When hitting the road on a summer holiday, you’re bound to forget something. Hopefully it’s not your toddler. Police are questioning a French family after they apparently forgot their 3-year-old daughter at a rest stop while heading south to the French Riviera for a vacation. Travelers found the girl yesterday at a rest stop outside Loriol-sur-Drome, south of Valence, and waited for her family to return before calling police. The child could only tell officers that she had a brother and a sister and was “going to the seaside” when she saw “daddy’s car pull away,“ per the Guardian. Police issued an alert and the parents only noticed their mistake when they heard it on the radio about 45 minutes after the girl was found.
The child had apparently been left at the rest stop—which included a playground, per Sky News—around midday. “None of them had noticed she wasn’t there” in the vehicle, an officer says. The BBC reports the girl’s father called police at 3pm. By that point, the family had traveled 93 miles and were more than halfway to their destination. They turned around and were reunited with their daughter about two hours later at a police station. Police were questioning the girl’s parents last night to ensure the incident was just a case of forgetfulness. “We are going to listen to what they have to say and talk to the prosecutor at Valence to see if this should be taken further,“ the officer says. They’re still likely to lose out on the Parents of the Year award.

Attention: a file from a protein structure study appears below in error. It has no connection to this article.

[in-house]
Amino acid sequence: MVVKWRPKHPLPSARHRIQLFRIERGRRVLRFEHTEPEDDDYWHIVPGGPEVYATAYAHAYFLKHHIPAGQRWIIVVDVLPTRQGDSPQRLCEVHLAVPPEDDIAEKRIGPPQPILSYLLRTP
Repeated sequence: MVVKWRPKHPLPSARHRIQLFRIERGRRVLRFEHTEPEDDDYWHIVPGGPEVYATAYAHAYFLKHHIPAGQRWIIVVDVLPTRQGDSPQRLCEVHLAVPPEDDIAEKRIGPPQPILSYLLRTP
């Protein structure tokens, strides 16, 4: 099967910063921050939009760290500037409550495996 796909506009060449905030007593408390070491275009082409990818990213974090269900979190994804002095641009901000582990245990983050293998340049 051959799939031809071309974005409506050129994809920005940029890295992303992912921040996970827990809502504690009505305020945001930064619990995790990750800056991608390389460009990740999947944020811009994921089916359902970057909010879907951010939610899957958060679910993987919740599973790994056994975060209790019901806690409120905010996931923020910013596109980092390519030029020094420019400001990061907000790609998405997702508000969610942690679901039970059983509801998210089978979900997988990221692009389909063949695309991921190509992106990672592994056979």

Martirano Says He Is Making Expectations Known As School Year Begins